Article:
• What about the age-old scourge of antisemitism? What role did it play? Without it, would ordinary Germans have accepted the premise of the Jew as “Unmensch” or would they have objected, as was the case with the Euthanasia program? Without the Jew as scapegoat, what would have happened to Hitler’s master plan?
  • How about the lure of belonging to a “super-race”? Thomas Keneally, author of Schindler’s List states in so many words that prejudice and racism are the “hairy backside” of what we all need: a sense of identity and belonging. Yet, does this sense of belonging necessarily exclude tolerance and respect for others? Or is it possible to have pride in one’s own heritage, while recognizing, respecting and accepting the beliefs and human dignity of others as well?

We all love the feeling that we are somehow superior, better than average, better than the “other guy”. The best way to reach this point is to excel at something. Each and every one of us is above average at something, be it sports or music or math or just plain human kindness. Feeling good about oneself does not necessitate putting someone else down. If the only means to rise above average is to put others down, then we haven’t really attained any loftier heights. All we have done is lower the common denominator or standard. That is not an achievement in which we can or should take pride.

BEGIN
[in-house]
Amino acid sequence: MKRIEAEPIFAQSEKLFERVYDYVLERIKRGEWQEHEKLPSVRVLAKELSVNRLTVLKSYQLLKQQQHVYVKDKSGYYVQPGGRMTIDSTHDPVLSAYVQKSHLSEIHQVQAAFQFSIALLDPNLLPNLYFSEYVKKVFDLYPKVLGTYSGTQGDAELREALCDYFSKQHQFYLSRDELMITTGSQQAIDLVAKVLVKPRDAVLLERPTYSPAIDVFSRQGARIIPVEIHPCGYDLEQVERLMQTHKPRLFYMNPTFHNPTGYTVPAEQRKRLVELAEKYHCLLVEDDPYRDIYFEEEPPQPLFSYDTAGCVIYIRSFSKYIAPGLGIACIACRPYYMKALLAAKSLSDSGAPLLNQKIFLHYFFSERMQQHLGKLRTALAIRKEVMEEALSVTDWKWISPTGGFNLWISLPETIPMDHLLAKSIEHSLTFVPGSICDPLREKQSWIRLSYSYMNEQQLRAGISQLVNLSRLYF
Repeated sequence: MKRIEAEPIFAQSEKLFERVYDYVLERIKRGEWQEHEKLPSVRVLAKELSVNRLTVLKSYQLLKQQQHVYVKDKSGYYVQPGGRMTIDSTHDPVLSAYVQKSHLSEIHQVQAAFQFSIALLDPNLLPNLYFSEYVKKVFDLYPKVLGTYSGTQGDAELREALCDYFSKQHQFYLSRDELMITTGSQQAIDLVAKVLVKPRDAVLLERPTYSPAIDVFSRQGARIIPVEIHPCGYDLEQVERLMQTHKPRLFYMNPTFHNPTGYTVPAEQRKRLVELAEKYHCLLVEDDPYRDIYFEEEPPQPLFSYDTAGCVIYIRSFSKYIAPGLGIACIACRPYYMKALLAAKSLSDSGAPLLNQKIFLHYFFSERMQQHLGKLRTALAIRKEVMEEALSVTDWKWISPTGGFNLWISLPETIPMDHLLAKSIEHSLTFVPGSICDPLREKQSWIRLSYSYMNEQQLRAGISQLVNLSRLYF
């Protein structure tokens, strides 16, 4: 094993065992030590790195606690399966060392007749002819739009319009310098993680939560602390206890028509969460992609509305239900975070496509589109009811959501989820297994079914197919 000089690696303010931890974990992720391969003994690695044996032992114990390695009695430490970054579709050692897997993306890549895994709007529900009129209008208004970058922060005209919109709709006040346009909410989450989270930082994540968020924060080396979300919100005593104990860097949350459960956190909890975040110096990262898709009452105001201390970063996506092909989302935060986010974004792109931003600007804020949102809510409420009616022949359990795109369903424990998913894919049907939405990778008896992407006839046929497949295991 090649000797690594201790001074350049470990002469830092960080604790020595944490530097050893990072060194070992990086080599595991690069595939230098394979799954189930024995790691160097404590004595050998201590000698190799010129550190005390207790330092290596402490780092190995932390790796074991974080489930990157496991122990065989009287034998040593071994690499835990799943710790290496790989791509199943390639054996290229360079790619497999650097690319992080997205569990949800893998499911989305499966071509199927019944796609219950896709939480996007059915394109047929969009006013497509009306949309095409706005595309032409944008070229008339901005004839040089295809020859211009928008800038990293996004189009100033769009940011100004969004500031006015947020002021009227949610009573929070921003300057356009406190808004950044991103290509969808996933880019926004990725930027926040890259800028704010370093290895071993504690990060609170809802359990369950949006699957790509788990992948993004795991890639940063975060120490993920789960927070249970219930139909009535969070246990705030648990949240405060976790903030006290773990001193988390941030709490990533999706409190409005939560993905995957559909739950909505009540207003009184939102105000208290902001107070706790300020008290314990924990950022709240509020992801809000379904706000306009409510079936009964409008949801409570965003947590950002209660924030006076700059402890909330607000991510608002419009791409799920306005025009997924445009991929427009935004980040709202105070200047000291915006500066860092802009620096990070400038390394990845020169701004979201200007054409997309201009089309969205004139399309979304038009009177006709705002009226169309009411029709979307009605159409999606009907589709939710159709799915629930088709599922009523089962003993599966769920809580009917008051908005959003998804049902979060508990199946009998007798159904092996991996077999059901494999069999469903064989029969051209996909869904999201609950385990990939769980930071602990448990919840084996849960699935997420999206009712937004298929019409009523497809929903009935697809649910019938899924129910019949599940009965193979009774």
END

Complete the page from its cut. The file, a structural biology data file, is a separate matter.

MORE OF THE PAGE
On the other hand, tolerance does not mean accepting blindly the values of others, especially if they tend to be prejudicial or racist in nature. Not from peers, and certainly not from leaders. Therefore we must be alert, react quickly, and carefully review background and motivation of any individual in whom we place our trust or to whom we grant the reins of our country and ultimately our lives. All too often, as we have seen in the case of Adolf Hitler, laws can be changed. Those eager to gain power will resort to any subterfuge to get our vote. We must look beyond their words. We must do our homework. We must never let our guard down and never allow evil to grow because of our ignorance or apathy.